Business, Economics and Jobs

British economy in double-dip recession


Britain's Chancellor of the Exchequer, George Osborne, the global leader in voluntary austerity cuts. A new report shows that for all his rhetoric only a tiny number of cuts have actually been put in place - but still enough to drag Britain into recession.



LONDON, UK – The UK economy has fallen back into recession, after contracting by 0.2 percent in the first three months of 2012, official data showed Wednesday.

The decline follows a 0.3 percent contraction in the last quarter of 2011, providing two consecutive quarters of a decline in output.

It is Britain’s first double-dip since 1975, The Daily Telegraph reports. The last time the UK was in recession was in 2009. Economists had expected data to show that the UK economy had grown by 0.1 percent between January and March, according to The Financial Times.

Reuters reported that Prime Minister David Cameron said the news was "very, very disappointing." 

"I don't seek to excuse them. I don't see to try to explain them away. There is no complacency at all in this government in dealing with what is a very tough situation that frankly has just got tougher," he said in parliament.

The Office for National Statistics (ONS) said a fall in public sector investment had contributed to a sharp decline of 3 percent in the construction sector, which was the main reason behind the surprise figures, according to the BBC.

Output of the production industries also fell by 0.4 percent, the ONS said, while the services sector, responsible for three quarters of the UK economy, grew by just 1 percent.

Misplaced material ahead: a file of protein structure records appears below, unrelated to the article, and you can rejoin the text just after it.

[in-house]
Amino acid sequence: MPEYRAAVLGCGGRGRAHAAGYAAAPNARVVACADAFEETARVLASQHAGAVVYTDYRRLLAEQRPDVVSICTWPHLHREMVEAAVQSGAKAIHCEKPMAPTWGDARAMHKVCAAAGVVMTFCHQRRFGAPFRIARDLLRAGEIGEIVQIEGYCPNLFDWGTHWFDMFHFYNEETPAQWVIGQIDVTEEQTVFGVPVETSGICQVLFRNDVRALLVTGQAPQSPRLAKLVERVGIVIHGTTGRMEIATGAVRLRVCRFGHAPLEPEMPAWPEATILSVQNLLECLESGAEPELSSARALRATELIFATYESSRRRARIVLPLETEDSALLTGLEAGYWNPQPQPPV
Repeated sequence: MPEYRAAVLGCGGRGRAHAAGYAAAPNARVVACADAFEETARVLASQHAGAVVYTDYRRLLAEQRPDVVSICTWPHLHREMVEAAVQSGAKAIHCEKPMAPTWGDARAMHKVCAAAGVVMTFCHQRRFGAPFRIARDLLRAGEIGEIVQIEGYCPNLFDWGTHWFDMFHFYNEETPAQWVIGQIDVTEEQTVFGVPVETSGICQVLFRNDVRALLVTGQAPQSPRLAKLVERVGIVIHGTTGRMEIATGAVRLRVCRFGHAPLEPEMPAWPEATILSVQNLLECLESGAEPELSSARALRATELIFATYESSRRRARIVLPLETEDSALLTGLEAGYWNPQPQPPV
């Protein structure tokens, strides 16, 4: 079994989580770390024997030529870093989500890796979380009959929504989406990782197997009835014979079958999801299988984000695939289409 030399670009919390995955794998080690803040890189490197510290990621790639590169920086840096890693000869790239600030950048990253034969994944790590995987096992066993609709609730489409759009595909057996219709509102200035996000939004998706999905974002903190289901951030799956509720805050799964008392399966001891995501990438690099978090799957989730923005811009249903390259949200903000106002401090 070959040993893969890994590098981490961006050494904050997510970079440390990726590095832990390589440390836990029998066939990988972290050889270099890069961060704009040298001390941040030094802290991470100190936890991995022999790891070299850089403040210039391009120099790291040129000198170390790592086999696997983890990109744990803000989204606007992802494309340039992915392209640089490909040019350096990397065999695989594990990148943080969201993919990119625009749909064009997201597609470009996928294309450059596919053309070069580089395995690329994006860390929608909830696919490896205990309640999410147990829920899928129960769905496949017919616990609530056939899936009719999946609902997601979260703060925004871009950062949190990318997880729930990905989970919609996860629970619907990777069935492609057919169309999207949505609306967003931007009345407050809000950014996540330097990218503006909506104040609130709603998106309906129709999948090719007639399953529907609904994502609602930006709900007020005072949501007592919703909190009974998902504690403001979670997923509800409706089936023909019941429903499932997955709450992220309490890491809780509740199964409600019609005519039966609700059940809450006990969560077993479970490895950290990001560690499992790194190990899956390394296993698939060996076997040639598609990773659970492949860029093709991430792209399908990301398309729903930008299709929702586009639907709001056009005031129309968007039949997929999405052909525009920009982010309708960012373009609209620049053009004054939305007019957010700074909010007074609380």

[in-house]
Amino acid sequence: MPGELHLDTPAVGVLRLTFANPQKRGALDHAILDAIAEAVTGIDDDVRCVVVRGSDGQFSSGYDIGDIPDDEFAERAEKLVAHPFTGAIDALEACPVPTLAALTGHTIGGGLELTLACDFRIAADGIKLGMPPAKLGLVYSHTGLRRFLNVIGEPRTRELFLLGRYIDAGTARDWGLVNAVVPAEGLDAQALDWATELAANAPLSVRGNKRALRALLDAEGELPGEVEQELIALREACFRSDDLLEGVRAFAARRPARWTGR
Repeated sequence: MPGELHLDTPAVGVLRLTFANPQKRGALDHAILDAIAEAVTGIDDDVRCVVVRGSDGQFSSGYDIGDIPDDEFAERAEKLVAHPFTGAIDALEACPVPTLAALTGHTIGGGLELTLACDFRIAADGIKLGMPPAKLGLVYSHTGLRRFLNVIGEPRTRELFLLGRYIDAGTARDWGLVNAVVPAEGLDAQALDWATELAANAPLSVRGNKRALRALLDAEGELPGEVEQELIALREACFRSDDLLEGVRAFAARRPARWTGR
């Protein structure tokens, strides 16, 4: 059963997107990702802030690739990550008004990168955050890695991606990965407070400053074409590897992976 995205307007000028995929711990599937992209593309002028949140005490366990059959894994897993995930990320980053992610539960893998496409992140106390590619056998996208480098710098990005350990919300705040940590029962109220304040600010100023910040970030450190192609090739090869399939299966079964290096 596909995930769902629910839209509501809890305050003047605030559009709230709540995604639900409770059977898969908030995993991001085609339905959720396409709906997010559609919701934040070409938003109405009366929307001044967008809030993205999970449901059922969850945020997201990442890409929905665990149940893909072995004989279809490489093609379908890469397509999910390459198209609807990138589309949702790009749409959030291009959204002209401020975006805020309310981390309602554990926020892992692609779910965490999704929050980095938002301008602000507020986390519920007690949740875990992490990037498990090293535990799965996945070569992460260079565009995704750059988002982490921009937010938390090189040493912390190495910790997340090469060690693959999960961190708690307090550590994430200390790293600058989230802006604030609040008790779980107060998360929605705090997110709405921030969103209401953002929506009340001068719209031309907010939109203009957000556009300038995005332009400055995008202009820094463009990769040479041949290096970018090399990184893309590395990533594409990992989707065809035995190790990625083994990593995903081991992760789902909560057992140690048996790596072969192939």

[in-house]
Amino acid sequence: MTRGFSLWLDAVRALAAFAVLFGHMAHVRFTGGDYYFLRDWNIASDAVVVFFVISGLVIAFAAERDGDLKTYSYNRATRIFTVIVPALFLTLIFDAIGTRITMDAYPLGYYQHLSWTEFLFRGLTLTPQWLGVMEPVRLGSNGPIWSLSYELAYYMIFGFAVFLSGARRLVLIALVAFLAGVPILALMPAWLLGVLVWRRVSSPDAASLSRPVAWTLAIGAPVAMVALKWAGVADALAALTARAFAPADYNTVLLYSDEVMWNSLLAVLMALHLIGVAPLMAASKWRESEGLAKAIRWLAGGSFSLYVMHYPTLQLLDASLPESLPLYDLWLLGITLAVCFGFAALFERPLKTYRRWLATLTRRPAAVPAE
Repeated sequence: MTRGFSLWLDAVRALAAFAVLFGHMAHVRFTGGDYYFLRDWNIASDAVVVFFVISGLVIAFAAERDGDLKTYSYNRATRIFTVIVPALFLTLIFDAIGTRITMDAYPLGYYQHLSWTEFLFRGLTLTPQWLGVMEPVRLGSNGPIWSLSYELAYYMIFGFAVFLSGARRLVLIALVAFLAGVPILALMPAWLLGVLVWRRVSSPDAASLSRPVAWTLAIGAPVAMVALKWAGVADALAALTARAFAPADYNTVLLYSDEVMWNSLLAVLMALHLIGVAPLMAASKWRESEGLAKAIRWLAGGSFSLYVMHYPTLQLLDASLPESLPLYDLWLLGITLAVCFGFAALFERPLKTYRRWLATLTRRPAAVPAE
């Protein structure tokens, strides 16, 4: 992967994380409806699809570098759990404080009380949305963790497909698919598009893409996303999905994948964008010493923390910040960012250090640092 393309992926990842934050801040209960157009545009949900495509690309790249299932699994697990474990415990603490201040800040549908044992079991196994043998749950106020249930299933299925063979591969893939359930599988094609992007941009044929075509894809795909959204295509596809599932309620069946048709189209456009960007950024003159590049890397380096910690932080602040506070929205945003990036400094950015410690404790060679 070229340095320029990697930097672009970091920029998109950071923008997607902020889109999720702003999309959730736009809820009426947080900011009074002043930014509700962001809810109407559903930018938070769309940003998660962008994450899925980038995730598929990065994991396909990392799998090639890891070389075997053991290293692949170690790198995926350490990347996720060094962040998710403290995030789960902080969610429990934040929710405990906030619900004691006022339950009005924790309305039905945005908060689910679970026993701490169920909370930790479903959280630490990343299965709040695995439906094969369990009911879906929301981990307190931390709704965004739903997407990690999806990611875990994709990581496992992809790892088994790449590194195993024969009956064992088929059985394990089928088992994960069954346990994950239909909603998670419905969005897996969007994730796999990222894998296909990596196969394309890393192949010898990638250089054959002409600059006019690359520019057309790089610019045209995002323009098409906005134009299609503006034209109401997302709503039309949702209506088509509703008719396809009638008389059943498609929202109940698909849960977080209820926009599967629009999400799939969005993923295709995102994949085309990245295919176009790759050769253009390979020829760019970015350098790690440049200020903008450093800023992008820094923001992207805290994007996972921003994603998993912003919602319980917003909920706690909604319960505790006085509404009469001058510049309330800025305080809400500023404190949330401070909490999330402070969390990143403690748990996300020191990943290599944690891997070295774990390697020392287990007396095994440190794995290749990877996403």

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The dramatic fall in output is a major blow to Chancellor George Osborne, whose drive for austerity is expected to slow down growth over the coming months.

Osborne said the debt crisis raging in the euro zone, to which some 40 percent of the UK’s exports go, had impeded Britain’s recovery, and that the economy was providing harder to mend than had been expected:

“It’s a very tough economic situation. It’s taking longer than anyone hoped to recover from the biggest debt crisis of our lifetime,” he said.

“But over many years this country built up massive debts, which we are having to pay off. The one thing that would make the situation even worse would be to abandon our credible plan and deliberately add more borrowing and even more debt.”

However, Ed Balls, opposition chancellor for the Labour Party, said Downing Street’s economic credibility was “in tatters,”

He said the government’s “failed policies” were behind Britain’s plunge back into recession, and that growth in the European Union and throughout the rest of the world were the only factors that had prevented the UK from entering recession earlier.  

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